, , , , . ROCK- and myosin-dependent matrix deformation enables protease-independent tumor-cell invasion in vivo. Curr Biol 2006; 16: 1515–1523.

  5. 5.

    , , , , , et al. Rac activation and inactivation control plasticity of tumor cell movement. Cell 2008; 135: 510–523.

  6. 6.

    , , , , , et al. Confinement and low adhesion induce fast amoeboid migration of slow mesenchymal cells. Cell 2015; 160: 659–672.

  7. 7.

    , , , , , et al. ROCK and JAK1 signaling cooperate to control actomyosin contractility in tumor cells and stroma. Cancer Cell 2011; 20: 229–245.

  8. 8.

    , . Imaging amoeboid cancer cell motility in vivo. J Microsc 2008; 231: 441–445.

  9. 9.

    , , , . Loss of p53 promotes RhoA-ROCK-dependent cell migration and invasion in 3D matrices. J Cell Biol 2007; 178: 23–30.

  10. 10.

    , . STAT3 as a central regulator of tumor metastases. Curr Mol Med 2009; 9: 626–633.

  11. 11.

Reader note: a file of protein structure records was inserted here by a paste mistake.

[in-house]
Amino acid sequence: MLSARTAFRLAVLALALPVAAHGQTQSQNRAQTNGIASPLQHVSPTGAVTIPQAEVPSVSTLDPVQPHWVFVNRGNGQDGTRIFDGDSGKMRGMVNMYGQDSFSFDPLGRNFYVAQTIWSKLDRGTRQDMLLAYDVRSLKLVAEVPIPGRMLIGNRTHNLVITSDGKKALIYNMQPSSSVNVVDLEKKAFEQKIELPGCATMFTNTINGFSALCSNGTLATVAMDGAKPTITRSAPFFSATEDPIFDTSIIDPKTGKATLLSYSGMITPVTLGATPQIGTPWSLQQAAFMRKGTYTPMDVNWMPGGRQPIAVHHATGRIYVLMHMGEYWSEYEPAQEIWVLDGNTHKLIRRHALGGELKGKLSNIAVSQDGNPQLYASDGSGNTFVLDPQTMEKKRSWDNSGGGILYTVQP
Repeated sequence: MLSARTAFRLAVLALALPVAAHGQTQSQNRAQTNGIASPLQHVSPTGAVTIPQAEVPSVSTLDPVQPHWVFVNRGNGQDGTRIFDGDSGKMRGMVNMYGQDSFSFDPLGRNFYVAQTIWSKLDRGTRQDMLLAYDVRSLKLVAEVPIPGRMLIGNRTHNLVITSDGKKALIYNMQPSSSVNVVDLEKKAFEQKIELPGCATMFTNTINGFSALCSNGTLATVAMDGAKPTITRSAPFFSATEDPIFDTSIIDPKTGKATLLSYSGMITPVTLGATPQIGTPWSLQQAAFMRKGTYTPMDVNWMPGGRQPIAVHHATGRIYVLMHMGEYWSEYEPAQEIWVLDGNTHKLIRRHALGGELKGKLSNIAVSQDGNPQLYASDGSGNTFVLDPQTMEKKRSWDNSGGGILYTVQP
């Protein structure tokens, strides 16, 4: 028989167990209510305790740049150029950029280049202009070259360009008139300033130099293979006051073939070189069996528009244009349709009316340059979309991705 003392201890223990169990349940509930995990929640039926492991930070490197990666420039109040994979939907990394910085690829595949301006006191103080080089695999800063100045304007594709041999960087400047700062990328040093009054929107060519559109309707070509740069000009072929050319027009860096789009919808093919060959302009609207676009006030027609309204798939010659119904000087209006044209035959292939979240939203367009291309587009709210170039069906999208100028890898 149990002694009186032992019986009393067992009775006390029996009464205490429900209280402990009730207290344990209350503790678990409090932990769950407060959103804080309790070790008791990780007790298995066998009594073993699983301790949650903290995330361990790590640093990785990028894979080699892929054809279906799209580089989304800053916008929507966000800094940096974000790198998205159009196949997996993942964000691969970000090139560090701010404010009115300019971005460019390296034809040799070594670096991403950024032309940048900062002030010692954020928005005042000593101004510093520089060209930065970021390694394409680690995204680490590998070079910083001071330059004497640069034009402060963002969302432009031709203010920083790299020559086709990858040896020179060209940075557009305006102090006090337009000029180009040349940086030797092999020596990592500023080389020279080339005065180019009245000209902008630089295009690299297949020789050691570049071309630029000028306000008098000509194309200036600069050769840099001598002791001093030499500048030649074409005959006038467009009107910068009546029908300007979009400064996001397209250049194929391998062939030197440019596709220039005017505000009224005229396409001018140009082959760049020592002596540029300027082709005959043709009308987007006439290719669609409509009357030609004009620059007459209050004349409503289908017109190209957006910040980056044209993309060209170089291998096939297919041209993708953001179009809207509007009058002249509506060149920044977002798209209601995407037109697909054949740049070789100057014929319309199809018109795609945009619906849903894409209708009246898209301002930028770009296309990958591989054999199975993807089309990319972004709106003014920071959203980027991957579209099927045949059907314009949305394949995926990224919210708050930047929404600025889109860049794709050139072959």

, . Targeting Stat3 in cancer therapy. Anticancer Drugs 2005; 16: 601–607.

  12. 12.

    , , , , . Acute-phase response factor, a nuclear factor binding to acute-phase response elements, is rapidly activated by interleukin-6 at the posttranslational level. Mol Cell Biol 1993; 13: 276–288.

  13. 13.

    , . The STATs of cancer—new molecular targets come of age. Nat Rev Cancer 2004; 4: 97–105.

  14. 14.

    . Stat proteins and oncogenesis. J Clin Invest 2002; 109: 1139–1142.

  15. 15.

    , , , , , et al. Signal transducer and activator of transcription-3, inflammation, and cancer: how intimate is the relationship? Ann N Y Acad Sci 2009; 1171: 59–76.

  16. 16.

    , . STAT3 signaling: anticancer strategies and challenges. Mol Interv 2011; 11: 18–26.

  17. 17.

    , . The MAGE protein family and cancer. Curr Opin Cell Biol 2015; 37: 1–8.

  18. 18.

    , , , , . Cancer/testis antigens, gametogenesis and cancer. Nat Rev Cancer 2005; 5: 615–625.

  19. 19.